By Chris Blasinsky
ALEXANDRIA, VA—NACS CSX data for the month of April paints a picture that may not surprise most retailers, although there are some bright spots.
Throughout April, convenience stores nationwide continued to heed federal and local guidance that limited customer access to self-serve foodservice like roller grill, bakery cases, coffee and dispensed beverages. April CSX data reflect these operational changes, with per store/per month foodservice sales down by 17.3%, compared with April 2019.
Among the foodservice subcategories, per store/per month prepared food sales were down 12.8%—but up from 19.8% in March. Hot dispensed beverage sales took a huge hit in April, down 40.9%, as well as cold dispensed beverages (down 28.7%) and frozen dispensed beverages (down 25.7%). Commissary, which was a bright spot in March (down 0.9%), saw a per store/per month sales decline of 17.5%.
Also, compared with the year-ago period, per store/per month NACS CSX data for April 2020 reveal a:
- 55.3% drop in fuel sales
- 39.3% drop in total sales
- 33.4% drop in fuel gallons
- 24.1% drop in total transactions
Inside the store, merchandise sales performed well in April: Per store/per month in-store merchandise sales (excluding cigarettes) increased 5.7% in April, compared with April 2019, while cigarette sales grew 6.4% and beer/wine/liquor sales rose 25.7%.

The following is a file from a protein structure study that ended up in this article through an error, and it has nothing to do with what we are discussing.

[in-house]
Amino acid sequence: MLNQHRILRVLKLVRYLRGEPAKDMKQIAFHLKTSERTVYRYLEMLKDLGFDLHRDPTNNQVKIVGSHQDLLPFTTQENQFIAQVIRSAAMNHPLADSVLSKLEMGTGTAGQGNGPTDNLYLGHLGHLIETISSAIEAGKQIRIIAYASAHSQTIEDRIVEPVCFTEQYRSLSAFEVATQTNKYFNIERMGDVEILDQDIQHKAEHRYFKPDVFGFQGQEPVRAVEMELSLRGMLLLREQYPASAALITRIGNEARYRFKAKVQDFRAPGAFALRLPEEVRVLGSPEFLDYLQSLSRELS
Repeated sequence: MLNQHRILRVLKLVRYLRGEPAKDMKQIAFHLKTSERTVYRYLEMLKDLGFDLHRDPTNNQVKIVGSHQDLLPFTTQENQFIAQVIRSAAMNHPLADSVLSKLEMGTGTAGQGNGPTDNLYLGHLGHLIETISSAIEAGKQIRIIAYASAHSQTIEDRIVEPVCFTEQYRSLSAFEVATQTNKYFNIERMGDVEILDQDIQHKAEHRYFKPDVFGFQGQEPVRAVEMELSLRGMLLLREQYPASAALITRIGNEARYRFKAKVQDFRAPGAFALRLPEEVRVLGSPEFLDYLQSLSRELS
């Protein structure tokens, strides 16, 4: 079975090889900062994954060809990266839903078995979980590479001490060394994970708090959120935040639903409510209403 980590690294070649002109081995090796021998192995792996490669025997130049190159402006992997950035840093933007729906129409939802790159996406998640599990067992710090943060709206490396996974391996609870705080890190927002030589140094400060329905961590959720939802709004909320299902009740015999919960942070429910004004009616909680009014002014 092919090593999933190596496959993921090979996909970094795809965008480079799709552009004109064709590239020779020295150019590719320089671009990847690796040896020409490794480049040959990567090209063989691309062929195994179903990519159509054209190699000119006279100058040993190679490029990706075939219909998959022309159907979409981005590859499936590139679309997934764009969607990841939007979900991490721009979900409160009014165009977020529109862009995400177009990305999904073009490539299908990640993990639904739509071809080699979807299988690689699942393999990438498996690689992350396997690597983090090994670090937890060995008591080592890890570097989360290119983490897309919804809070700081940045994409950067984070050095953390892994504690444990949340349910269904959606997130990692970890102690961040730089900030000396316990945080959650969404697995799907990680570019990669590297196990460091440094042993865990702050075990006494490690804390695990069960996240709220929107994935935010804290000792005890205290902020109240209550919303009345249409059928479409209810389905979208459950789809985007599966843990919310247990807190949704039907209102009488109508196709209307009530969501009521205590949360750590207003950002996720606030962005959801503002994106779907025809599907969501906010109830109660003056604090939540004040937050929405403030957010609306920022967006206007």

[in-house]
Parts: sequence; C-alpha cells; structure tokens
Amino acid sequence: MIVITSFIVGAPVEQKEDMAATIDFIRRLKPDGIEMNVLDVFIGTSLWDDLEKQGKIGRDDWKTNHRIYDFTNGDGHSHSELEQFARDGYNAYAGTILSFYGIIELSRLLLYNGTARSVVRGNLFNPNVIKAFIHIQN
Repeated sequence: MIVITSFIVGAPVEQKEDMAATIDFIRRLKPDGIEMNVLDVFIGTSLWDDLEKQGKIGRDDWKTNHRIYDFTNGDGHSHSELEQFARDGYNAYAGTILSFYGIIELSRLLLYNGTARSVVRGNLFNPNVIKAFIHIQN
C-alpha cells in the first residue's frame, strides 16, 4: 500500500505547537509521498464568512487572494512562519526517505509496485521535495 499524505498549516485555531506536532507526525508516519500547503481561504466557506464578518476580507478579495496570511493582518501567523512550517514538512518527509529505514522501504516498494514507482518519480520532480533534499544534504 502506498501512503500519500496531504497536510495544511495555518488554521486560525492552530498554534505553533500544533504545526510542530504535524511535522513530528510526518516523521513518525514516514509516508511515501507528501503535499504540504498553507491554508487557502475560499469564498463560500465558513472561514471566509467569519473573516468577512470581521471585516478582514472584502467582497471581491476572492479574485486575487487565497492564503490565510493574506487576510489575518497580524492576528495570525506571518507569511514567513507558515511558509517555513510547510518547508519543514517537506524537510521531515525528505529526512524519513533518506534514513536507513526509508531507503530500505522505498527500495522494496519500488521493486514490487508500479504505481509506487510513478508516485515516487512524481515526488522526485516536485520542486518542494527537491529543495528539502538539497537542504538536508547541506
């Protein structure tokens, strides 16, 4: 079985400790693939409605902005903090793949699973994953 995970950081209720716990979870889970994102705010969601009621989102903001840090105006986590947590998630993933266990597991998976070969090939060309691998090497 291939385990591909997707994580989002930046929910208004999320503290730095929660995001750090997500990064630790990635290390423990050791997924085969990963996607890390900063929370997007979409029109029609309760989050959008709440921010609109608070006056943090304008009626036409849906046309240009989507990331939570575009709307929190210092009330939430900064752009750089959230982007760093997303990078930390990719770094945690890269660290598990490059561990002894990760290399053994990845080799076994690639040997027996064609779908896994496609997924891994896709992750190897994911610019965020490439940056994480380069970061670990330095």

Other categories that saw a significant uptick in April 2020, compared with April 2019:
- Perishable grocery: +101.1%
- Packaged bread: +33.7%
- Fluid milk products: +19.5%
- Non-edible grocery: +17.7%
(Data is reported in accordance with NACS Category Definitions)
Meanwhile, CSX per store/per month data from January to April 2019, compared with January to April 2020, shows that fuel sales fell 18.2% and foodservice sales dropped 3.8%. Here are more topline comparisons:
“Looking at April data, clearly our industry is not out of the woods yet. But when we look at 2020 CSX data from January to April, there are signals that suggest retailers may come out of the harder-hit pandemic months a bit more unscathed than perhaps anticipated, which also speaks volumes to our industry’s resiliency during challenging times,” said Chris Rapanick, director of business development at NACS.
NACS CSX data is a subset of the annual NACS State of the Industry data received from monthly subscribers; the data is representative of all NACS regions. CSX is a dynamic, self-reported subscription database serving the convenience and fuel retailing industry and its stakeholders. For more information, visit convenience.org/CSX or email Chris Rapanick.
Chris Blasinsky is the NACS content communications strategist; she can be reached at firstname.lastname@example.org, and on Twitter and LinkedIn.